The Lost & Found Project displays photos recovered from Yamamoto, a small town in Japan ravaged by the tsunami last year. Sako Shimizu, a project volunteer, describes how each picture was cleaned, digitized and catalogued.
By Steven Louie and Elyse Perlmutter-Gumbiner
In the aftermath of the tsunami that devastated Japan in March 2011, emergency responders recovered roughly 750,000 photos in the small town of Yamamoto. The photos were damaged by mud, oil and water, leaving many unrecognizable. A group of volunteers came together to begin the task of organizing, restoring and digitizing the photos. It’s called the Memory Salvage Project and their goal is to return the lost photos to their owners.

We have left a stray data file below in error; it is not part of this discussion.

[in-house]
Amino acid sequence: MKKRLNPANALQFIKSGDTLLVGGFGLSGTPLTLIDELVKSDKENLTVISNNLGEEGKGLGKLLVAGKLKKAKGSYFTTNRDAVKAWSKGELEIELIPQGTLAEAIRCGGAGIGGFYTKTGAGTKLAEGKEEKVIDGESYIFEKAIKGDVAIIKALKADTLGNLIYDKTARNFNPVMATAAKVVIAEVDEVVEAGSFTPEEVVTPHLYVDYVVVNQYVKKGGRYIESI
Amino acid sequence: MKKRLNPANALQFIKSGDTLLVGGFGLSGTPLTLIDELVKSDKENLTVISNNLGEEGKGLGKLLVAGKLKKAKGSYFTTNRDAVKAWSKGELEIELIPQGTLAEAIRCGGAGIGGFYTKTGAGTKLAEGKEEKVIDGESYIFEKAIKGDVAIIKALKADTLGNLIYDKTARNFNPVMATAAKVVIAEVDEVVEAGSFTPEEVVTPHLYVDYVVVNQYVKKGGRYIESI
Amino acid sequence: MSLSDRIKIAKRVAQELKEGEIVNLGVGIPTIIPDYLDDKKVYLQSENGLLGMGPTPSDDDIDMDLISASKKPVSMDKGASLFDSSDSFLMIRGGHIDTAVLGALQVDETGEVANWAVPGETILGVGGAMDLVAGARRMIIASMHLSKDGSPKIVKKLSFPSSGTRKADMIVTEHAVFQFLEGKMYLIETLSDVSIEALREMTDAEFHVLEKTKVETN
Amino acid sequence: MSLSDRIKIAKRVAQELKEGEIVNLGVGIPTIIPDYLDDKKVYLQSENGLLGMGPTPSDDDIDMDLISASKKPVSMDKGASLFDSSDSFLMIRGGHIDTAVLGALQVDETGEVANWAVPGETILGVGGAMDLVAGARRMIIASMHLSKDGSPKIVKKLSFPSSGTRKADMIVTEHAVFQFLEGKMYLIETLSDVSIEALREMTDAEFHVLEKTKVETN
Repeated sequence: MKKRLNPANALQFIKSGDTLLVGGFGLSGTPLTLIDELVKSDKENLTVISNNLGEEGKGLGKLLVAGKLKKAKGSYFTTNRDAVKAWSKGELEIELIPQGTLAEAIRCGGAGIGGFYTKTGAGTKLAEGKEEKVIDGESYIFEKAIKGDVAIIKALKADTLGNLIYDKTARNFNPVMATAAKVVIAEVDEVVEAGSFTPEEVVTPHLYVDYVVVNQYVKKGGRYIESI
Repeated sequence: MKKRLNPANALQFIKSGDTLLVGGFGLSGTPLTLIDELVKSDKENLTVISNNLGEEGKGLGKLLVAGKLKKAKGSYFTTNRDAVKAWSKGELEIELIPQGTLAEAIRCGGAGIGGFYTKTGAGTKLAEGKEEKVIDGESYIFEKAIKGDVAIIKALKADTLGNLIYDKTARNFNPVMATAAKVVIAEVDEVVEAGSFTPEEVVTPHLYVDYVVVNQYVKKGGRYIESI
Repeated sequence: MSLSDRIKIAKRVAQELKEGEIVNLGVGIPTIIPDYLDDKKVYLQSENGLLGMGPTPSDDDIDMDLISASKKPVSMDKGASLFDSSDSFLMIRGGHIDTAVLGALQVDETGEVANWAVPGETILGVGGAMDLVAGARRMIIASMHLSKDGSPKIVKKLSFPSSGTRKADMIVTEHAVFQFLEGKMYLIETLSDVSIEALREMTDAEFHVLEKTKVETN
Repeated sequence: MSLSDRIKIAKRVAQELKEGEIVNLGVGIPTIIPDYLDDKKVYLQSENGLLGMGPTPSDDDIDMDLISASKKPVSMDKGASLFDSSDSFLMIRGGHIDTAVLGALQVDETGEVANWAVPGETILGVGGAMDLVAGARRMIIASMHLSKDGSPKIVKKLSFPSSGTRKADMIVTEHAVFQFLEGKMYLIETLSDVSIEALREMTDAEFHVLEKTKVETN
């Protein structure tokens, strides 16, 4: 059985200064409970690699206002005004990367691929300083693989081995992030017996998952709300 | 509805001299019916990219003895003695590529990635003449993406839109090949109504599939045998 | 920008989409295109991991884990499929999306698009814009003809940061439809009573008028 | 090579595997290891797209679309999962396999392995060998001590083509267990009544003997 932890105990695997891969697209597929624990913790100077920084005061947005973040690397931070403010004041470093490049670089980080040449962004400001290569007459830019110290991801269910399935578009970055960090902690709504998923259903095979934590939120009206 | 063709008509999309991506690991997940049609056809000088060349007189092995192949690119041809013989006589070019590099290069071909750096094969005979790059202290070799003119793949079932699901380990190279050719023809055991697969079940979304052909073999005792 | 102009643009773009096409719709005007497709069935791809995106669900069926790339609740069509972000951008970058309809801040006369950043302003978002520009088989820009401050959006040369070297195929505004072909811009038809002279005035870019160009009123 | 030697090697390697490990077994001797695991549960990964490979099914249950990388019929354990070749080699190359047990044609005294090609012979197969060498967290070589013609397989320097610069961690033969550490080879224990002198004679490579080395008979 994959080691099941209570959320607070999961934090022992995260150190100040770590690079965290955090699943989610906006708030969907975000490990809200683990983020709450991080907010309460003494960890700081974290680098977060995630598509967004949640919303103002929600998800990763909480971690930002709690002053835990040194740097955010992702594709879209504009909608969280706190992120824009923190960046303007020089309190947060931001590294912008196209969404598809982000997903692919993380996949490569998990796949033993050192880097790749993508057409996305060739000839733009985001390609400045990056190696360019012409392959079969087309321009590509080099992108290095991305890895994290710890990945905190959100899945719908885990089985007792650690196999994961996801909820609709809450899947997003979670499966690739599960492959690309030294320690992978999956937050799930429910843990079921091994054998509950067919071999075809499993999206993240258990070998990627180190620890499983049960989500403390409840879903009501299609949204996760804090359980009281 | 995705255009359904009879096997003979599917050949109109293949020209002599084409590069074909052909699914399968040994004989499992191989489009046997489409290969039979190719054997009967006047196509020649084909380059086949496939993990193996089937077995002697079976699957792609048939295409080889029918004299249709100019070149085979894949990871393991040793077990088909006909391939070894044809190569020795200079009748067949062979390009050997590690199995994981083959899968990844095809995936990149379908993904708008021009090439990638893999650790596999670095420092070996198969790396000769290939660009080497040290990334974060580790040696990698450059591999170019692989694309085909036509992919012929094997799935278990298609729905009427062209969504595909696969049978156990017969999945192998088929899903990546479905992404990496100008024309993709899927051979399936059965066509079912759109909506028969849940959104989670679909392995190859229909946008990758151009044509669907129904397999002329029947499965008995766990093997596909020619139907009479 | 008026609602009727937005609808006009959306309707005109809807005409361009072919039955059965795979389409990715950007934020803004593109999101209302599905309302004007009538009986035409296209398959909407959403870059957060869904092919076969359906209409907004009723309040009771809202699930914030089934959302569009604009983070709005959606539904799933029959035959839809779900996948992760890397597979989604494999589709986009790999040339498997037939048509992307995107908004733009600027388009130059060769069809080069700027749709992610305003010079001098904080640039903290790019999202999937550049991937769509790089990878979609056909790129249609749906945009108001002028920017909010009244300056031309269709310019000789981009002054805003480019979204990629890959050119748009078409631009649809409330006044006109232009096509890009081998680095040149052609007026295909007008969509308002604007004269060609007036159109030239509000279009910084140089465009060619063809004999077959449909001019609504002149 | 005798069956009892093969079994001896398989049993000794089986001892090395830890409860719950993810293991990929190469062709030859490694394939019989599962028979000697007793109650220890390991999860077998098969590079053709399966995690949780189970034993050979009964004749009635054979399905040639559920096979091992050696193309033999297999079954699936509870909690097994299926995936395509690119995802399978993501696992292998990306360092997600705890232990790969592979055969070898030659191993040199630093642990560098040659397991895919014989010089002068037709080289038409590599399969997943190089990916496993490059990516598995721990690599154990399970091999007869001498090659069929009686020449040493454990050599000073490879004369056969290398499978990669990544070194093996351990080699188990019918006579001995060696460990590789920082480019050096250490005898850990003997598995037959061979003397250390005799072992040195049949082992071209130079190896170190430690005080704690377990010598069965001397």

Still, nearly 30,000 photos were too badly damaged. Instead of throwing them away they decided to create an art instillation, displaying the photos on a white wall from floor to ceiling. The exhibit, called the Lost & Found Project, uses sunlight to create a natural setting. The hope is that the images of weddings and birthdays -- common things -- will help people empathize with the victims of the tsunami.
The Lost & Found project concluded its West Hollywood, Calif., exhibit on March 25, and on April 2 they opened a new exhibit at the Aperture Foundation in New York where it will be on display until April 27.